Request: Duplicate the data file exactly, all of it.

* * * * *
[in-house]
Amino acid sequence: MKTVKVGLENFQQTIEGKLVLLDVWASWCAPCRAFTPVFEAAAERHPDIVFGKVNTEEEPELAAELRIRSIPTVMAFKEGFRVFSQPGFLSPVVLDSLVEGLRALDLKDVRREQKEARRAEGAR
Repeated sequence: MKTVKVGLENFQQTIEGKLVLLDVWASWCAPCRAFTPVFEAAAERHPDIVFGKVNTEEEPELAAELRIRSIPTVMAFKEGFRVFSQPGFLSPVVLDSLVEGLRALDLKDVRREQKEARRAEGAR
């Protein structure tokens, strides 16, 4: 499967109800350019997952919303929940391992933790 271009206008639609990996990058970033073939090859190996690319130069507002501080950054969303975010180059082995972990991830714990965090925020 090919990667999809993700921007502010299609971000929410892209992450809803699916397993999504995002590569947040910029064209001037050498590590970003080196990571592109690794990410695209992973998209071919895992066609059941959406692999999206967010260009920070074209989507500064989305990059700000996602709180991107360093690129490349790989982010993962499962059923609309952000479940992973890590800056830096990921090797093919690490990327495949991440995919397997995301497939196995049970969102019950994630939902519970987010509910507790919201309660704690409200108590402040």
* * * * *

[in-house]
Amino acid sequence: MKTVKVGLENFQQTIEGKLVLLDVWASWCAPCRAFTPVFEAAAERHPDIVFGKVNTEEEPELAAELRIRSIPTVMAFKEGFRVFSQPGFLSPVVLDSLVEGLRALDLKDVRREQKEARRAEGAR
Repeated sequence: MKTVKVGLENFQQTIEGKLVLLDVWASWCAPCRAFTPVFEAAAERHPDIVFGKVNTEEEPELAAELRIRSIPTVMAFKEGFRVFSQPGFLSPVVLDSLVEGLRALDLKDVRREQKEARRAEGAR
């Protein structure tokens, strides 16, 4: 499967109800350019997952919303929940391992933790 271009206008639609990996990058970033073939090859190996690319130069507002501080950054969303975010180059082995972990991830714990965090925020 090919990667999809993700921007502010299609971000929410892209992450809803699916397993999504995002590569947040910029064209001037050498590590970003080196990571592109690794990410695209992973998209071919895992066609059941959406692999999206967010260009920070074209989507500064989305990059700000996602709180991107360093690129490349790989982010993962499962059923609309952000479940992973890590800056830096990921090797093919690490990327495949991440995919397997995301497939196995049970969102019950994630939902519970987010509910507790919201309660704690409200108590402040």